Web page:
By Patrick Ismond (auth.)
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Extra resources for Black and Asian Athletes in British Sport and Society: A Sporting Chance?
Barnes showed ‘character’ by conforming to a white, male, workingclass-coded norm of behaviour that is central to football culture (Hill, 2001. See also KIO/FURD, 2001a). Barnes’ position was unique in that 16 Black and Asian Athletes in British Sport and Society he was the first black footballer signed for Liverpool Football Club from another club, and the only black player to be playing consistently for the club at that time. It is reasonable to assume, then, that team-mates’ interactions would alter in character and significance, depending on the number and status of black players.
His concept has been adapted by theorists to provide useful insights explaining the idiosyncrasies of freedom and constraint in sport. In this way, Hargreaves (1994, p. 22) claims that the concept has been used by theorists to: explain . . the ways in which dominant meanings and interests which are inherited from past traditions engender opposition and have to be defended, while new meanings are constantly being worked out and struggled for . . Hegemonic configurations of power are understood to be part of a continual process of change which incorporates negotiation and accommodation .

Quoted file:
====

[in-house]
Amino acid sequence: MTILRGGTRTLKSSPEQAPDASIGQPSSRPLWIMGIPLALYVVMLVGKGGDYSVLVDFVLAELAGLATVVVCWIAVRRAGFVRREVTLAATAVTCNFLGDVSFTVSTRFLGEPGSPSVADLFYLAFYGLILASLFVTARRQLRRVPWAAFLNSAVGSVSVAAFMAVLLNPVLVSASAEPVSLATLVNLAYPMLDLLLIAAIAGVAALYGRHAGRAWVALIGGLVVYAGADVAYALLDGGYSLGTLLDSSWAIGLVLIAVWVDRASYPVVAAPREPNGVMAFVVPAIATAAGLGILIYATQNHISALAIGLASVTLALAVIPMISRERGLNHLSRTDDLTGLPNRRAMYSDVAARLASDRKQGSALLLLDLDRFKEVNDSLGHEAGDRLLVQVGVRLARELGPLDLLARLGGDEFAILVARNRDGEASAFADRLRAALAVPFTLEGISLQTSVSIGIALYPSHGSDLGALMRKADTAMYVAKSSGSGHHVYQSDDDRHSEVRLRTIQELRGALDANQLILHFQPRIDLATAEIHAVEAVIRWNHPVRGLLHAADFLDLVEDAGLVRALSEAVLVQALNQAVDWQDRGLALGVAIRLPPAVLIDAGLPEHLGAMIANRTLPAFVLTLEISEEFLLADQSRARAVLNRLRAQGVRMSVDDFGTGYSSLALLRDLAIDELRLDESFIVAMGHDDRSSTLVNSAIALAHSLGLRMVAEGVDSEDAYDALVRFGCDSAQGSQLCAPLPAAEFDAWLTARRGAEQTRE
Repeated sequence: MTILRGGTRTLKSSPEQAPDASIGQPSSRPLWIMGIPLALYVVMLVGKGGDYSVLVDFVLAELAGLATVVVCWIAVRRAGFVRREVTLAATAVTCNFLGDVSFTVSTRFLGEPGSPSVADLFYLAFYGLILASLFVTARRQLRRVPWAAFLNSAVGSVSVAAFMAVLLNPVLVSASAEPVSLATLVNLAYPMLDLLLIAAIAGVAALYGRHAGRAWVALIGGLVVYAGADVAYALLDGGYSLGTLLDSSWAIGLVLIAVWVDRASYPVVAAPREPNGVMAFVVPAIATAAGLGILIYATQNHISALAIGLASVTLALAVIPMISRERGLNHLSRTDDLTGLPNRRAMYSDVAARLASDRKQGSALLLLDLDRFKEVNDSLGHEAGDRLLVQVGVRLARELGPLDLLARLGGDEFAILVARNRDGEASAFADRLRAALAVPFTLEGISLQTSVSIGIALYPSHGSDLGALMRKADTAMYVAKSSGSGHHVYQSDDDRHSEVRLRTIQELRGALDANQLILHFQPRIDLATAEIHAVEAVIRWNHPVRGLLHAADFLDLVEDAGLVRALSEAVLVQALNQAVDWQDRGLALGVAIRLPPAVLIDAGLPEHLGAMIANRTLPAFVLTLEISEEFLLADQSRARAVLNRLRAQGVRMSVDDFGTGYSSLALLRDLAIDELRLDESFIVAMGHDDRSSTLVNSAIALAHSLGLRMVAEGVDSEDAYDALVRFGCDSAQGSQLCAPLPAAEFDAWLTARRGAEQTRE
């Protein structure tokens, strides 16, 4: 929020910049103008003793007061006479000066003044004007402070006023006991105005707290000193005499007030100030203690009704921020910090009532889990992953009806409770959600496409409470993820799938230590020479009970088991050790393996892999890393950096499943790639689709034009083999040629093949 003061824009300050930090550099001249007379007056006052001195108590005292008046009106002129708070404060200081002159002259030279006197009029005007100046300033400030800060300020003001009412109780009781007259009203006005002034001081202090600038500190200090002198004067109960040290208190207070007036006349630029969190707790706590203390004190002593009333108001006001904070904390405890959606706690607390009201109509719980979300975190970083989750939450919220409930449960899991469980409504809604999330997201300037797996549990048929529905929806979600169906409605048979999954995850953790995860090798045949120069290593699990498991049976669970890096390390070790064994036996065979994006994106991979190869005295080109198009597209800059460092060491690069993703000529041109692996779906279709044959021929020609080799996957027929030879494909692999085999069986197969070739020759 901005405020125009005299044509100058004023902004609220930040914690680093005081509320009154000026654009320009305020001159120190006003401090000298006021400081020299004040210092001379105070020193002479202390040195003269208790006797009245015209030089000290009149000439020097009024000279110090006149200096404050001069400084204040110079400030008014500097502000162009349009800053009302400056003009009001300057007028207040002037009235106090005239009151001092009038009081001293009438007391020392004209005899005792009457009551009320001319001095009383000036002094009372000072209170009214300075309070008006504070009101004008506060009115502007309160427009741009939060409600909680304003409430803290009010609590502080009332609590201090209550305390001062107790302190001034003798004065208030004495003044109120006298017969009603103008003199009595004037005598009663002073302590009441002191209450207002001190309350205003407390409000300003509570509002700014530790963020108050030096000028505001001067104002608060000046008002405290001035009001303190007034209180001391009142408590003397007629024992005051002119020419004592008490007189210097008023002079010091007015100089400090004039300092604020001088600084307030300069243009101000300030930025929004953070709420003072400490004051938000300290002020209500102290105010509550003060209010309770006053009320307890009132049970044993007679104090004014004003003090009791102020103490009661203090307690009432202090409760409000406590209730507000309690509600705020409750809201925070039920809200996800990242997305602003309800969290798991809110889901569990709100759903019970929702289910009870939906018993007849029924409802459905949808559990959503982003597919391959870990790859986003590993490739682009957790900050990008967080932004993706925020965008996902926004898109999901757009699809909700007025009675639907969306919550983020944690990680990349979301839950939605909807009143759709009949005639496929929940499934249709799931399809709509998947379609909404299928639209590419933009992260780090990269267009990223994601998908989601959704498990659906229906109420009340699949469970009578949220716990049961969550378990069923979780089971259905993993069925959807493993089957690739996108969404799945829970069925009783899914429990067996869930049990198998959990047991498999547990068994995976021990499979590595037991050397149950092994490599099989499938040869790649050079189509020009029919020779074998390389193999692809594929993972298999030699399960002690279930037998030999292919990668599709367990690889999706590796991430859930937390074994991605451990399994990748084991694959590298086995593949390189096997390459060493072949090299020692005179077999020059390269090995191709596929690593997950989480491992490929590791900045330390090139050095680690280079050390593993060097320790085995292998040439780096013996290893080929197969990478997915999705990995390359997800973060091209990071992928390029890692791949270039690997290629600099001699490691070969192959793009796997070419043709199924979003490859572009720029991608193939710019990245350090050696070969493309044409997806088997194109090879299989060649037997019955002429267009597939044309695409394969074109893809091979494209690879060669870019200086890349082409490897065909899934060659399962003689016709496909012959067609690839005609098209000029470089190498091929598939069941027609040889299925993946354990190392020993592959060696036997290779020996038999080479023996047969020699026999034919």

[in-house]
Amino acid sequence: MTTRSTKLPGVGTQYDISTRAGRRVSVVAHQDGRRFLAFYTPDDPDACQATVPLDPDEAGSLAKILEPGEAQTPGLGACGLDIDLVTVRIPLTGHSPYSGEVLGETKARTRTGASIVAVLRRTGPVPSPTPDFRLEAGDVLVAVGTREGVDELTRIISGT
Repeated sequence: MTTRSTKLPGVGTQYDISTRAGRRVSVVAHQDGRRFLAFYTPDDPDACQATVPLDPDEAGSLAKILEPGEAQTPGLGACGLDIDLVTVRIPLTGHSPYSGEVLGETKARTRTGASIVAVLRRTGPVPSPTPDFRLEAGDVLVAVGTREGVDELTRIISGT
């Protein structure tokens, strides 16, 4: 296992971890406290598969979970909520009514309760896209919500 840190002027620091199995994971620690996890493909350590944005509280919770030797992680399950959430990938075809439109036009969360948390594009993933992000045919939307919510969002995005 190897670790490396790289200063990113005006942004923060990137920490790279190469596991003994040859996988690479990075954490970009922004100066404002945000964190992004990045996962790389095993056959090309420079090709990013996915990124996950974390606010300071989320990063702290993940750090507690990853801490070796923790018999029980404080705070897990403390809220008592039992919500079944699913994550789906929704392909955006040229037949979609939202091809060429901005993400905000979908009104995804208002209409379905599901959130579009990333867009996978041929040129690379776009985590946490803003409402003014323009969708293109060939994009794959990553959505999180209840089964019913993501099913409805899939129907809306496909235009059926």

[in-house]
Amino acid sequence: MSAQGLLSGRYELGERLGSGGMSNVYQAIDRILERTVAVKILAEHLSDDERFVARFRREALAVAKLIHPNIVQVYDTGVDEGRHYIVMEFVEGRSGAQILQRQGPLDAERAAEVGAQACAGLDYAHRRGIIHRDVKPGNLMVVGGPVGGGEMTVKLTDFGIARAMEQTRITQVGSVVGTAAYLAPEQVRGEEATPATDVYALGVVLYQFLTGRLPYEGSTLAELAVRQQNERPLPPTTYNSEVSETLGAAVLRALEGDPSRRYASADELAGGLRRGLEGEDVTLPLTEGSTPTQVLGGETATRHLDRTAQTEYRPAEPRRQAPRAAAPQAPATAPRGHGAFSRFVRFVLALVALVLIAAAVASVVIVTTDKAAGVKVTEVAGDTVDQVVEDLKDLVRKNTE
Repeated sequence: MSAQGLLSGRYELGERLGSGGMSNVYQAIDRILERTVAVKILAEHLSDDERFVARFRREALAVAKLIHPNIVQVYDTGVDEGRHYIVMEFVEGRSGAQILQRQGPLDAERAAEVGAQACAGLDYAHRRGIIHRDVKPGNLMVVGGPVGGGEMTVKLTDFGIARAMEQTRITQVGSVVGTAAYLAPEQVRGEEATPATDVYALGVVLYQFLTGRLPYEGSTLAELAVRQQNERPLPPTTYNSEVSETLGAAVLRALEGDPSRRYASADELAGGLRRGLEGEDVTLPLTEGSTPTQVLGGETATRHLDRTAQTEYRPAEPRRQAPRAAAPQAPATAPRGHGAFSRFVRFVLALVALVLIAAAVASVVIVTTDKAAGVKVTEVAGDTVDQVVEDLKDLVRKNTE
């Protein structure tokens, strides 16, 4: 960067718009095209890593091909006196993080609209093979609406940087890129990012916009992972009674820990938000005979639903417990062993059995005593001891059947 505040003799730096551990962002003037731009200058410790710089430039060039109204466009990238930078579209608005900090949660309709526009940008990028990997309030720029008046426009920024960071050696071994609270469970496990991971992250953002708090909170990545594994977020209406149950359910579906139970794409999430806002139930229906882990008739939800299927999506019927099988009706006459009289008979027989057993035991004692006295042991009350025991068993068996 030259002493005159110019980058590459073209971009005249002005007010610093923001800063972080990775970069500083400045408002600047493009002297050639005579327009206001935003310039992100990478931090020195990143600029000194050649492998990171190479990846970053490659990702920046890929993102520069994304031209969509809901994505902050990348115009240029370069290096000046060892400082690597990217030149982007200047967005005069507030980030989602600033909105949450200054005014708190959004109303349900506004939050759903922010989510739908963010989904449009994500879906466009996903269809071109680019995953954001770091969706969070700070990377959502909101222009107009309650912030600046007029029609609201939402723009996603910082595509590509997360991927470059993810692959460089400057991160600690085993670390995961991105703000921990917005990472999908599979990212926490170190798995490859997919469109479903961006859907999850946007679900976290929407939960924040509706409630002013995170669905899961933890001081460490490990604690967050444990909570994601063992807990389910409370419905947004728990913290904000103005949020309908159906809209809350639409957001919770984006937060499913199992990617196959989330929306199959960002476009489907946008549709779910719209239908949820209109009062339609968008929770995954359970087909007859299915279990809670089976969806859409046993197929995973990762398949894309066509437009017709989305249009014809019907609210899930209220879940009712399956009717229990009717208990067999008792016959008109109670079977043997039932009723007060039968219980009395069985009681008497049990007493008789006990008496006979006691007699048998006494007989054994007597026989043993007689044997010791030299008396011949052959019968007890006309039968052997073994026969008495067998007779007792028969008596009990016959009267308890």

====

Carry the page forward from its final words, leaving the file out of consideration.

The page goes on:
For the first time in Britain, post-war migration had established a collective black presence; in numbers approaching 200,000 by the 1960s. This ‘critical mass’ of black people prompted the Jamaican poet Louise Bennett to famously call the process of migration ‘colonisation in reverse’. In response, and from its first incarnation in 1962, successive Commonwealth Immigration 30 Black and Asian Athletes in British Sport and Society Acts aimed to control ‘coloured’ settlement, thereby defining black and Asian peoples as a social problem; a threat and a burden, whose numbers should be limited.